Fryer's Wharf

This historic wharf and slipway is situated at the northern end of Tintern.

Fryer’s Wharf and slipway at Tintern Parva
This historic wharf and slipway is situated at the northern end of Tintern near St Michael’s church. It is known as ‘Fryer’s Wharf’ after the Fryer family who lived in Tintern and does not refer to friars from the Abbey. There is a considerable body of documentary evidence pertaining to its history. Here is some of it:

The earliest reference is in the ‘Book of Llandaff’ (Liber Landevensis):
“……  Tewdrig, King of Gwent gave up his kingdom to his son Meurig, he retired to Tintern where he lived the life of a hermit. While he resided here the Saxons, who were then pagans, began to invade the district, when an angel appeared to Tewdrig, telling him he was to shew himself in the battle and their enemies would be put to flight, though he himself would receive a mortal wound.  This so happened; the enemy fled, and Tewdrig, standing on the banks of the Wye near the ford of Tintern received a wound from a lance…………..”

The Royal Commission on the Ancient and Historical Monuments of Wales refers to the ‘Tintern Ford, site of alleged Battle’, and it is also mentioned in ‘The Island Chapel of St Twrog’ by J G Wood: ‘Another Roman road crossed the Wye at Tintern Ford. This was guarded by a large camp on Madgett’s farm’.
English Heritage describes the ‘Saxon Camp’ at Madgetts (also known as Modiete or Modesgate). There is a clear track shown on the 1830 map from Madgetts down to the ford visible on the Gloucestershire side of the Wye opposite St Michaels Church, Tintern. A recent quarry near the river has intercepted the track and is now barely visible between the quarry and the river. This is adjacent to the slipway and wharf on the Tintern side. The OS 1890-91, 1902 &1903 1:25,000 maps show a ‘Roman Camp’ at Madgetts

Fedw Villages by Raymond Howell in the section on the Romans sexplain that:
“…………The roads in the region were originally constructed for military use but they soon came to have an important role in expanding trade and spreading the new cultural synthesis…………….Even more important in the local context, however, is the road from Gloucester which crossed the Wye by a ford at Tintern in the early Roman Period and by bridge near Chepstow later……………..There were undoubtedly minor roads in the area and it is likely that the road from the Tintern ford continued as a minor route, probably following the line of the Stony road today.”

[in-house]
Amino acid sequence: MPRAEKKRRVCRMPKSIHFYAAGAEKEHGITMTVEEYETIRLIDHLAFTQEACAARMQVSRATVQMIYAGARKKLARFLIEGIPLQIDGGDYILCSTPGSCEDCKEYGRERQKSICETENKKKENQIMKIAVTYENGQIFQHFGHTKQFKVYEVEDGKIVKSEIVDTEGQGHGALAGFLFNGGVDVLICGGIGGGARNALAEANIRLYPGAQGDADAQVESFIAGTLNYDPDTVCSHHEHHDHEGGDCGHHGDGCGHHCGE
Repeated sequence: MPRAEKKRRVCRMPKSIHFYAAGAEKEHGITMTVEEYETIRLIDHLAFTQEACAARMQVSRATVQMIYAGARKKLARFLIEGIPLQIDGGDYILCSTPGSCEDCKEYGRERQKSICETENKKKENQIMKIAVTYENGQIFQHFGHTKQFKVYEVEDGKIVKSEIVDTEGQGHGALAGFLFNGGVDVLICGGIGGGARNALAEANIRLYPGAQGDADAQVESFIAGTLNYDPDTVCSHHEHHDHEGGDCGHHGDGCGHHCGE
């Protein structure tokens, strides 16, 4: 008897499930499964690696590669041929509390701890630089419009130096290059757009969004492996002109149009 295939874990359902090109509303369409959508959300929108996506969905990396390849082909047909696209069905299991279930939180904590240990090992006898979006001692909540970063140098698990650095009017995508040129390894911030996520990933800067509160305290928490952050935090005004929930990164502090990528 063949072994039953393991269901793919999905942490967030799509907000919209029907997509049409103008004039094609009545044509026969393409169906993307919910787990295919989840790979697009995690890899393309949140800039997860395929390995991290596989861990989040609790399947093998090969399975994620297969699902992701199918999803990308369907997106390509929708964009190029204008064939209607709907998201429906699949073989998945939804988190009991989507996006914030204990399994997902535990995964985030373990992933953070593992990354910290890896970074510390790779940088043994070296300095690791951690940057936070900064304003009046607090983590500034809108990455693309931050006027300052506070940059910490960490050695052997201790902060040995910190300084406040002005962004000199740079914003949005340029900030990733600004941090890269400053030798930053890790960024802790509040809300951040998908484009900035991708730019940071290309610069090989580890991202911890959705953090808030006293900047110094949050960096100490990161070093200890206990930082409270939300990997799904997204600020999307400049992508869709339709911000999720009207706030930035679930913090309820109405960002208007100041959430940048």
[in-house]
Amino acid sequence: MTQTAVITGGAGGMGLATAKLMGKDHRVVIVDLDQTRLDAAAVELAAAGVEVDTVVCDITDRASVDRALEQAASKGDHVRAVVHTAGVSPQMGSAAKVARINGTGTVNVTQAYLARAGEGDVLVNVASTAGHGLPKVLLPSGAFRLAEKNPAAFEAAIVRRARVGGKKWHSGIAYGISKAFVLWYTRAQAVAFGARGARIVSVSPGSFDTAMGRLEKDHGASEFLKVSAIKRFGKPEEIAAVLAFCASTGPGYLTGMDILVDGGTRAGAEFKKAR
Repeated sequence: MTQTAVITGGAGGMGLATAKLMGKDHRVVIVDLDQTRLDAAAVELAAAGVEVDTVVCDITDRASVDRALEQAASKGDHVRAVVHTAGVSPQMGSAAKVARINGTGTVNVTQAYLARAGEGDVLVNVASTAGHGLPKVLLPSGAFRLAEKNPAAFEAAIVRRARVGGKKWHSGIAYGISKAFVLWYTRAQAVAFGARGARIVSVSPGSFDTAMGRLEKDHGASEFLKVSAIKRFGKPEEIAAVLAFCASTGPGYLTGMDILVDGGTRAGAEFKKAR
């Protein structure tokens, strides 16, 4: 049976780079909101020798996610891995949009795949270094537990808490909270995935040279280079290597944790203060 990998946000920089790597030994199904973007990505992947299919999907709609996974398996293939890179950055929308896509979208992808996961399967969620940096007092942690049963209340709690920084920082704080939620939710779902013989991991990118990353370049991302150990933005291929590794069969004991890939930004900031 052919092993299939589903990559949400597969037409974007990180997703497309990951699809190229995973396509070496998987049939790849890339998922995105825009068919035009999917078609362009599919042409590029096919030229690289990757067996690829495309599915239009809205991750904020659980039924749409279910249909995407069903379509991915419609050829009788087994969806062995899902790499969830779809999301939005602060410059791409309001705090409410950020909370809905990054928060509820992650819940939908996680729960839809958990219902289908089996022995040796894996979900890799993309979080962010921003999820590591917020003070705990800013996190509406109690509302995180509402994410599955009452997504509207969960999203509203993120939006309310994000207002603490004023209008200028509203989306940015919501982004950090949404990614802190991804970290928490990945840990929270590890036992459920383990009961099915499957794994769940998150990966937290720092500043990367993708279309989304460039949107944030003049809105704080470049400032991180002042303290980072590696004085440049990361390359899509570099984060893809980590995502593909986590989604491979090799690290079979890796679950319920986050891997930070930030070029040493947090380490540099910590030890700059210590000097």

The Customs Accounts Particulars for Bristol in the National Archives talk of the ship called The Marie Tintern, master Stephen Gogh, possibly owned by the Abbot of Tintern Abbey (He was a member of the Bristol Staple – i.e. merchants exporting wool etc. through Bristol), which sailed from Bristol to Bridgewater on 1 July 1461 with a large cargo of Welsh cloth and rough undyed cloth belonging to over twenty different merchants (including Chepstow merchants). At that time Sir William Herbert of Raglan Castle had assembled an army at Bridgewater to attack Lancastrian strongholds including Dunster Castle in Somerset, and a number of other places in Hereford and Wales. It seems possible that the cloth was used for equipping his troops.
Although this reference does not relate to Tintern itself,  there is evidence to indicate that goods such as wool must have been sent from Trellech via Tintern by ships on the Wye, and other goods from elsewhere, including wine, must have been brought to the quay at Tintern.  Tintern was a stopping place for ships trading between Monmouth and Chepstow, goods possibly being transferred to smaller boats for the journey upriver.

The owners of the Tintern Parva Estate had large ships by the names of ‘the James and Francis during the 16th and 17th centuries that presumably used the wharf.

The Gwent & Glamorgan Archaeological Trust acknowledge the significance of the wharf in more recent times:
‘It is likely that the wharf at Tintern Parva was an important communication feature prior to the construction of the Turnpike road in 1829 and would have been a disembarkation point for travellers undertaking the Wye Valley Tour in the 18th and 19th centuries.’

Documentation from the 19th century refers to the structure as a public quay and in 1844 the tithe map shows the ‘Old wharf ‘owned by the Duke of Beaufort. The 1881 and 1886 maps show ‘the wharf’ marked and the 1901 map marks ‘the slip’.

The wharf and slipway were still in use in the early 20th century, particularly in the timber trade as witnessed by some of the old photos, but the slipway fell into disuse in the mid-20th century and was covered over and built on.

The time is now right to reveal and restore this important historical feature for all to see. In recent years a group of local history enthusiasts has formed a sub-committee of the Wye Valley Building Preservation Trust in order to investigate the archaeological remains on the site, and they are engaged in fund-raising in order to restore the slipway for future use of the public.